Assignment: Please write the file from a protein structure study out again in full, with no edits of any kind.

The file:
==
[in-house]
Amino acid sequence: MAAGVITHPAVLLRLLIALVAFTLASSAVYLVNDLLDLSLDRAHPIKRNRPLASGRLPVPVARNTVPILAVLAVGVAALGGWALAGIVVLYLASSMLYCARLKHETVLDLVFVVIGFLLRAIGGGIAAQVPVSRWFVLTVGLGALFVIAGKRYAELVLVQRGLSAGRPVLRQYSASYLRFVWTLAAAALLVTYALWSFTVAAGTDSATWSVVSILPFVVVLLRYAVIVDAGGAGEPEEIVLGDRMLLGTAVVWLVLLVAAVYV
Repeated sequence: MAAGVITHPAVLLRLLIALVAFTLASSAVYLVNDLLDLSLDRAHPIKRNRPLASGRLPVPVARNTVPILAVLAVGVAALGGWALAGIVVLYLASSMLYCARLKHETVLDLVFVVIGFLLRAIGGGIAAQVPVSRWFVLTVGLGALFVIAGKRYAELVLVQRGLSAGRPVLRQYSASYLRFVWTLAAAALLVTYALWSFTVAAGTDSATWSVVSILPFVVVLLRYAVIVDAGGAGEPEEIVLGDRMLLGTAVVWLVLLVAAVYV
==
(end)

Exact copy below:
[in-house]
Amino acid sequence: MAAGVITHPAVLLRLLIALVAFTLASSAVYLVNDLLDLSLDRAHPIKRNRPLASGRLPVPVARNTVPILAVLAVGVAALGGWALAGIVVLYLASSMLYCARLKHETVLDLVFVVIGFLLRAIGGGIAAQVPVSRWFVLTVGLGALFVIAGKRYAELVLVQRGLSAGRPVLRQYSASYLRFVWTLAAAALLVTYALWSFTVAAGTDSATWSVVSILPFVVVLLRYAVIVDAGGAGEPEEIVLGDRMLLGTAVVWLVLLVAAVYV
Repeated sequence: MAAGVITHPAVLLRLLIALVAFTLASSAVYLVNDLLDLSLDRAHPIKRNRPLASGRLPVPVARNTVPILAVLAVGVAALGGWALAGIVVLYLASSMLYCARLKHETVLDLVFVVIGFLLRAIGGGIAAQVPVSRWFVLTVGLGALFVIAGKRYAELVLVQRGLSAGRPVLRQYSASYLRFVWTLAAAALLVTYALWSFTVAAGTDSATWSVVSILPFVVVLLRYAVIVDAGGAGEPEEIVLGDRMLLGTAVVWLVLLVAAVYV